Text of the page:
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Commission meets Oct. 15 to consider Dungeness Crab Fishery Management Plan

October 7, 2021

SALEM, Ore.—The Fish and Wildlife Commission meets Friday, Oct. 15 online beginning at 8 a.m.

See the meeting agenda and view a livestream of the meeting at

To testify on one of the agenda items, register here no later than 48 hours before the meeting (so by Wednesday, Oct. 13 at 8 a.m.). For additional ways to register view the last page of the meeting agenda PDF

Public comments can also be emailed to

The Commission is expected to adopt implementing regulations for the Oregon Dungeness Crab Fishery Management Plan (FMP), the first Dungeness crab fishery management plan to be developed on the west coast. The plan describes the status of Dungeness crab and the Department's management of two commercial crab fisheries (bay and ocean) and the recreational crab fishery in the bays and ocean. (The scope of this FMP is different than the Conservation Plan considered by the Commission in September 2021, which is limited to the ocean commercial sector and mitigation of entanglements of protected marine species.)

Dungeness crab is an iconic Oregon species and forms the economic backbone of commercial activity along the coast, including tourism, recreational crabbing and seafood industries. In describing the fishery sectors and the management approach of each, the FMP provides a transparent reference for the rationale behind the Department's research, monitoring and regulatory approaches to sustainably managing Dungeness crab and providing access to all harvesters.

While the majority of regulations are already in place for the management described in the FMP, there are several implementing regulations proposed including a bay commercial logbook requirement, adjustments to late-season buoy tag allowances for the ocean commercial sector, biotoxin management adjustments and fishing gear definitions within marine reserves (which apply to crab and all other commercial fixed gear fisheries).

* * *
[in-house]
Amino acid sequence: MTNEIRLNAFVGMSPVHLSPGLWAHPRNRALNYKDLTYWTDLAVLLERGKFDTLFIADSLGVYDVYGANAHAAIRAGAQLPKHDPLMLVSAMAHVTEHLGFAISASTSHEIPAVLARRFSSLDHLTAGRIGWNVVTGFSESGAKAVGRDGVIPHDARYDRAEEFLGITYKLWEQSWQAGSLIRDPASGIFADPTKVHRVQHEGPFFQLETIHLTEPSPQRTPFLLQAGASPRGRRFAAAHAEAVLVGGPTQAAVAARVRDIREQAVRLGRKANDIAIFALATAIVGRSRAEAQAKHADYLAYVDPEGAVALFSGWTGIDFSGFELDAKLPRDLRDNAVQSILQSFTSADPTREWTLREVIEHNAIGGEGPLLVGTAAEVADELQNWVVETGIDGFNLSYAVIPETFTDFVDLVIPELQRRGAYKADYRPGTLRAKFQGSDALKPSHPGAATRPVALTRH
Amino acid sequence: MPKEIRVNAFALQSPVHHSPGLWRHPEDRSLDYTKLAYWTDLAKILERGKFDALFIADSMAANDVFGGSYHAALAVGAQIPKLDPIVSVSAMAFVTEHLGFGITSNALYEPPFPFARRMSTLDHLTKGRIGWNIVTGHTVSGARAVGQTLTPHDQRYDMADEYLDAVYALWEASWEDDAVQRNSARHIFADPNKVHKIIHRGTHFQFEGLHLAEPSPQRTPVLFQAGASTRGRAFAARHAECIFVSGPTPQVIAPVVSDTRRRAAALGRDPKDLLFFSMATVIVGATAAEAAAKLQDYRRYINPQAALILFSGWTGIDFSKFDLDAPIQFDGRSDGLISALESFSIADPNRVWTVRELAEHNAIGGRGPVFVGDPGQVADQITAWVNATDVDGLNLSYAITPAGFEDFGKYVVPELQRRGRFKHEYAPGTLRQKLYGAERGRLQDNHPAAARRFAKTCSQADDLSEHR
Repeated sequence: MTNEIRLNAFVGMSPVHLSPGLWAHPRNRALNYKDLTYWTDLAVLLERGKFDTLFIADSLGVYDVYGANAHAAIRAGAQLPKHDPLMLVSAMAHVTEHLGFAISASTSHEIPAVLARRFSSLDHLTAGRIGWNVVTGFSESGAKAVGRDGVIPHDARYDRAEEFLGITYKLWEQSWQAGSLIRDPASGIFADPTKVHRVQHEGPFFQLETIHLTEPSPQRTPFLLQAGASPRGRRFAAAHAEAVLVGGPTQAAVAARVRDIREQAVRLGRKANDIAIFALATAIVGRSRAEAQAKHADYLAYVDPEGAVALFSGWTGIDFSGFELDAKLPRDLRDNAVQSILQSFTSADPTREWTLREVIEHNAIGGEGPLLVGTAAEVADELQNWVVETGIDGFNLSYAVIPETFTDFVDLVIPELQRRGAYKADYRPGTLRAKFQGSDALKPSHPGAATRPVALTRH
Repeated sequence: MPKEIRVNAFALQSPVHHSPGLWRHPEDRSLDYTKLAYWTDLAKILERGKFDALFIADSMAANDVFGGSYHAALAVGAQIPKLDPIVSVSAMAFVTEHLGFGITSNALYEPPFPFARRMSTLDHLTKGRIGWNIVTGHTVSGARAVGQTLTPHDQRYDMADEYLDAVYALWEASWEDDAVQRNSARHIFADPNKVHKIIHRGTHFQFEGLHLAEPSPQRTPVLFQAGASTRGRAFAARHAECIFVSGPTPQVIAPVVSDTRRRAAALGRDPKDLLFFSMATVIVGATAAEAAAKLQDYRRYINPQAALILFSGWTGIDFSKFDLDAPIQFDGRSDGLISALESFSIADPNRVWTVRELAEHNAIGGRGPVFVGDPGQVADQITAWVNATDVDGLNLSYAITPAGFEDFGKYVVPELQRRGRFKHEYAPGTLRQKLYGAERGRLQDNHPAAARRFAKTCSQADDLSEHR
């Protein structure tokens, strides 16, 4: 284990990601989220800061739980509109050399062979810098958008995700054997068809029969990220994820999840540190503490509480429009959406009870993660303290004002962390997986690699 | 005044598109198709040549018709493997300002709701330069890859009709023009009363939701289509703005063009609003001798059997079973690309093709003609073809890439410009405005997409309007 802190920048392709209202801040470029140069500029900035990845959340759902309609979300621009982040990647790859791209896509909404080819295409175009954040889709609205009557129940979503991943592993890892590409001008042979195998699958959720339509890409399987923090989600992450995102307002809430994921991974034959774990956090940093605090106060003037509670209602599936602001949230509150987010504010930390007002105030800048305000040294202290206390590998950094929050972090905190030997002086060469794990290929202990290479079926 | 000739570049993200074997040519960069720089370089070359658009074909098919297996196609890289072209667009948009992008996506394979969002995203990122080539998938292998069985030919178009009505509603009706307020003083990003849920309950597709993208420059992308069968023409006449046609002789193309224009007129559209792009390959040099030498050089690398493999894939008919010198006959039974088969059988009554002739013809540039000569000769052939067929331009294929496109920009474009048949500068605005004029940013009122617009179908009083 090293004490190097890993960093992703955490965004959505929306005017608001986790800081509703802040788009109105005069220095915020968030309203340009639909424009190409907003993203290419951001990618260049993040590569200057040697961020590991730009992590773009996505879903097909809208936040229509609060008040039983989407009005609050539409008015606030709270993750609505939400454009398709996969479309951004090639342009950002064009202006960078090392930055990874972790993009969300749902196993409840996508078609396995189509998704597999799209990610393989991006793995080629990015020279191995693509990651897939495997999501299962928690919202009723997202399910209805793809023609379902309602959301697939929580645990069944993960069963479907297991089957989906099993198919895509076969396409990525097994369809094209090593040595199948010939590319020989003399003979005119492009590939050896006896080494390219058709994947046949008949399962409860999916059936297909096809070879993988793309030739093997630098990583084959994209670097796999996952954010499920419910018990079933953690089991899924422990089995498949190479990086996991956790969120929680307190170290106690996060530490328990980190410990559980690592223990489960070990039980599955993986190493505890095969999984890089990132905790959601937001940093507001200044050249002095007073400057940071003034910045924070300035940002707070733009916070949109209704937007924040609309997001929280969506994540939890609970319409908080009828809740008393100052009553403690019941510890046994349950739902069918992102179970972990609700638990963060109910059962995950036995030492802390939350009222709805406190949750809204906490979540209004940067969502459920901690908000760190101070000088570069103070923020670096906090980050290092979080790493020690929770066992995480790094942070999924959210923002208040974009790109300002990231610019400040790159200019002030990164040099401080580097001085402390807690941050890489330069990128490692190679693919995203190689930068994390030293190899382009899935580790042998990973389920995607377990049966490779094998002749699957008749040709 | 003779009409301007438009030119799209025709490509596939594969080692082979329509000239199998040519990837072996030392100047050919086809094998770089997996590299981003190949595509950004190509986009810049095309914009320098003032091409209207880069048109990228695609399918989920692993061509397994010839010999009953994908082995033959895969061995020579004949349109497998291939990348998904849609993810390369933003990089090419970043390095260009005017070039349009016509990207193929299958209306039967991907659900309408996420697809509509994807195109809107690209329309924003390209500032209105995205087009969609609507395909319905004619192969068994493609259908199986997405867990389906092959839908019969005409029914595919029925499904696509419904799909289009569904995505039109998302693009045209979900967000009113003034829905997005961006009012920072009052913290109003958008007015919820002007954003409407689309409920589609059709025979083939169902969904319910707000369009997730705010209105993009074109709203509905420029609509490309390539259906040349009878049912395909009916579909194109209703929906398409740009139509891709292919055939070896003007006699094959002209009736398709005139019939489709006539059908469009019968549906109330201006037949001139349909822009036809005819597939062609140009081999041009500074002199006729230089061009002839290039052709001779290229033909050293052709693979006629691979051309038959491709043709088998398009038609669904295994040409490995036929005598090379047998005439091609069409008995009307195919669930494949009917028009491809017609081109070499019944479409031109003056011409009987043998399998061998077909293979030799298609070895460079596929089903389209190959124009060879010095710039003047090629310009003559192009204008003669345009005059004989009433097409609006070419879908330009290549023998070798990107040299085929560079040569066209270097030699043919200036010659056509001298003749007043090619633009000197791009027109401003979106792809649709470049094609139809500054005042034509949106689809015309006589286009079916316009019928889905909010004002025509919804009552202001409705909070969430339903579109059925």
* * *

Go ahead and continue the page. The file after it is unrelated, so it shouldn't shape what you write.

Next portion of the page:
The Commission will also be asked to amend OARs for the Oregon Conservation and Recreation Advisory Committee (OCRF) to be consistent with HB 2171 passed by the Oregon State Legislature, including making the program permanent. The OCRF program was created as an opportunity for all Oregonians to demonstrate support for building a broader conservation legacy for present and future generations. It is funded by general fund dollars and private contributions. Projects funded by OCRF help Oregon Conservation Strategy Species and create new opportunities for wildlife watching, urban conservation, community science, and other wildlife-associated recreation.

Commissioners will also be asked to review and approve several OCRF recommendations including staff support for the OCRF program and the Sea Otter Restoration Community Engagement project, a proposal to engage with communities on the Oregon Coast (particularly the southern coast) with the goal of building support for restoring sea otters to the Oregon coast.

The Commission will also hear about the draft Rogue–South Coast Multi-Species Conservation and Management Plan. The Plan will guide management of winter steelhead, summer steelhead, coho salmon, and cutthroat trout in coastal watersheds of southwest Oregon, from the Elk River south to the Winchuck River, including the Rogue River.

The draft Plan was developed and revised after extensive engagement with stakeholder teams, habitat representatives, tribes, NOAA Fisheries, independent scientists, anglers, and the general public. Most of the actions in the draft Plan have broad support, though there is not agreement around a few of them including the harvest of wild steelhead. A final Plan is scheduled to be adopted at the Dec. 17 Commission meeting.

During the Director's report, the Commission will also be briefed on several topics including drought impacts to fish and wildlife and a dedication of a meeting room at Oregon Hatchery Research Center to longtime director Dr. David Noakes who passed away last year. They will also hear from the Elahka Alliance about sea otter restoration.

Commissioners will also hold a public forum for people to comment on topics not on the agenda early Friday morning following the Director's Report. To participate in public forum, call the ODFW Director's office at (503) 947-6044 by Wednesday, Oct. 13 at 8 a.m. (48 hours prior to the meeting).



Michelle Dennehy, (503) 931-2748,

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